On one side there are the third-wave feminists, like the Everyday Sexism campaign, who would qualify all of this as harassment of some sort or another, even completely innocuous shit like ‘how are you’.

For the other side, the problem is the woman.  They wear jeans which accentuate the buttocks; catcalling will inevitably result.  If you don’t want to be catcalled, be less attractive.  For these people, it’s all fine.  And what the fuck is wrong, ask this group of people, with giving a woman a compliment?

Context matters.  You’re not just giving out a compliment.  For a man to compliment a woman’s arse, for example, is to imply that he fancies her.  To express this in physical terms sets a tone for a prospective liaison.  If you say you like a woman’s arse, it implies that you want to fuck her, or, at the very least, that she ticks a box.  If you find yourself disagreeing with that, then feel free to greet the next male stranger you meet and express the same opinion:  “Hey buddy!  Nice arse!”

This video shows a whole spectrum of behaviors which range from cheeky to weird to creepy to harassment.  Knowing where to pitch yourself is a skill that everyone should learn.   Those yet to do so, however, should probably err on the side of restraint.  If in doubt, open with ‘hi’.

So there are shades of grey, here.  There are also, however, lines which pretty much everyone could agree should not be crossed.  Unless you’re a social retard, these lines are obvious.  As forms of address, “hello”, “good morning,” and “how are you?” are polite.  “MmmmmmHHHHMMMM”, “nice arse” and “damn…DAYUUUM!!!” are impolite.

While trying to work this one out, I find myself reaching for a words that have been abused into meaninglessness.  One such word is ‘inappropriate’.  It is sometimes inappropriate to offer a compliment.  And most of the time, it’s obvious.  “Your child has supple buttocks,” is not compliment anyone would like to receive at a parents evening.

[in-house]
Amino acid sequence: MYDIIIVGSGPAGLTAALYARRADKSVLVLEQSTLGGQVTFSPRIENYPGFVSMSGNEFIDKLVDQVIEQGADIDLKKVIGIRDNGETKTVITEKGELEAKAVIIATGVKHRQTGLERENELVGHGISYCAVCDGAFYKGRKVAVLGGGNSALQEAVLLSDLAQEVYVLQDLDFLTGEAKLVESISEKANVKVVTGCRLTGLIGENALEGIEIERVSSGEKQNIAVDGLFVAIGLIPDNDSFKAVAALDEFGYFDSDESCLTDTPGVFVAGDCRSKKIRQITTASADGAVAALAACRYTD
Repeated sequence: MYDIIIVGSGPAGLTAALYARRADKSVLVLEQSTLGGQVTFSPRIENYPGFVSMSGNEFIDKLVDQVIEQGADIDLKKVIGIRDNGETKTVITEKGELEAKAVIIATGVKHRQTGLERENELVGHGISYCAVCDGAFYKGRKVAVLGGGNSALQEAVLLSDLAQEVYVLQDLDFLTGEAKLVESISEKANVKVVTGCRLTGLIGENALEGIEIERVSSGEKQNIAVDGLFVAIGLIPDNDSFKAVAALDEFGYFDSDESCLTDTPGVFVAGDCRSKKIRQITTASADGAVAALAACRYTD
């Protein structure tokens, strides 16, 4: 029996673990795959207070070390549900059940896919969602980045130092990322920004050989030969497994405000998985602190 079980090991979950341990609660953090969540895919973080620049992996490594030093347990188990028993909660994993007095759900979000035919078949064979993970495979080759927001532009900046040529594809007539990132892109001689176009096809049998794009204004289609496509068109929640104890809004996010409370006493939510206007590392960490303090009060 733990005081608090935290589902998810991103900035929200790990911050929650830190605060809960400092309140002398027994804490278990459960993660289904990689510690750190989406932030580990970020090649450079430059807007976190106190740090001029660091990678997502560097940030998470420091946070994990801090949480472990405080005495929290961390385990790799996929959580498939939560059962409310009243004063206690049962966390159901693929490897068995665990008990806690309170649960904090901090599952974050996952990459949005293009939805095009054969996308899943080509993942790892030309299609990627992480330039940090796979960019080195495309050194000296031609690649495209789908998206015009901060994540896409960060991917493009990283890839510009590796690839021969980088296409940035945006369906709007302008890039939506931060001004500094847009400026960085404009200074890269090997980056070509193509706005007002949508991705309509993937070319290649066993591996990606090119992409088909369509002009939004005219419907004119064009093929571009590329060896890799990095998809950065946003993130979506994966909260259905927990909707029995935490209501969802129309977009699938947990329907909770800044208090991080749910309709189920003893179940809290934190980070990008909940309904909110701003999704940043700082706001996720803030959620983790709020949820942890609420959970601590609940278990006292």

Other times, it’s not so obvious, and it needs to be pointed out.  But by who?  Does anyone take pleasure in saying: “Don’t do that shit; it’s inappropriate.”  I certainly don’t.  It would make me seem like a moralising douchebag – which, as we all know, I am not.

Other such words are ‘manners’ and ‘politeness’, which have become passé.  Or perhaps I’ve just gotten old.

Manners fucking matter.  “Pass the salt, please,” is superior to just “pass the salt”.  In the former, you reaffirm your subservience to the person with the salt.  They have the power to either give you the salt or not.  The latter statement asserts dominance.  You’re telling them to give you the salt.  Ask for your fucking salt nicely.  What the fuck is wrong with you people?

Not all complimentary statements are polite.  We’re not fucking robots.  There are some truths we’d rather not confront.  One such truth is that some parts of our monkey-brains are just tasked with relentlessly seeking food, water and poontang.  I’m not in denial over this, I just don’t want to be reminded of it constantly.  I don’t want to consciously think in these terms, otherwise nightclub small-talk would consist of “do you desire intercourse with me [y]/[n]”.  Manners allow us to avoid this horrible nightmare.

Also important is the delivery of the compliment, as was as the person delivering it.  Supremely dashing, achingly suave men can speak freely – though, as we have seen, this is not a power we always exercise.  Enfeebled old men, disfigured men, and the mentally handicapped can deliver as many lewd compliments as they please – I don’t know why; it’s probably something to do with pity.

Until next week!

Britain First! are they just wankers?

For a long time I’ve been dimly aware of the group known as Britain First. Britain First are a group of nationalist outrage-merchants, whose purpose is to put – you guessed it – Britain First. This seems distinct from its antecedents in that it spreads the good word through viral media: crappy little brainless images with bone-headed sentiments underneath. I’m sure you’ve all encountered them. I fucking hate those in general by the way, but that’s another blog.

The Britain First Facebook page is mostly used to flog a line of jingoistic t-shirts, hats and badges. This seems to encroach a little onto the territory of already-existing organisations that flog pro-armed forces paraphernalia, whose proceeds go towards helping members of the armed forces, rather than furthering some knuckle-headed political movement. Why the fuck would you not promote them instead, you insufferable parasites?

Britain First now have half a million Facebook likes, which is more than all of the other main four (Three? Five?) parties put together. This is like the young, technologically literate version of the same old bullshit. They are accumulated these through the use of the aforementioned inflammatory images. Do you disapprove of starving a dog to death? LIKE AND SHARE! Do you disapprove of child rape? LIKE AND SHARE! From what I can see, they put up five or six of those dumbass memes a day. Which makes my one-blog-a-week approach seem comparitively slovenly.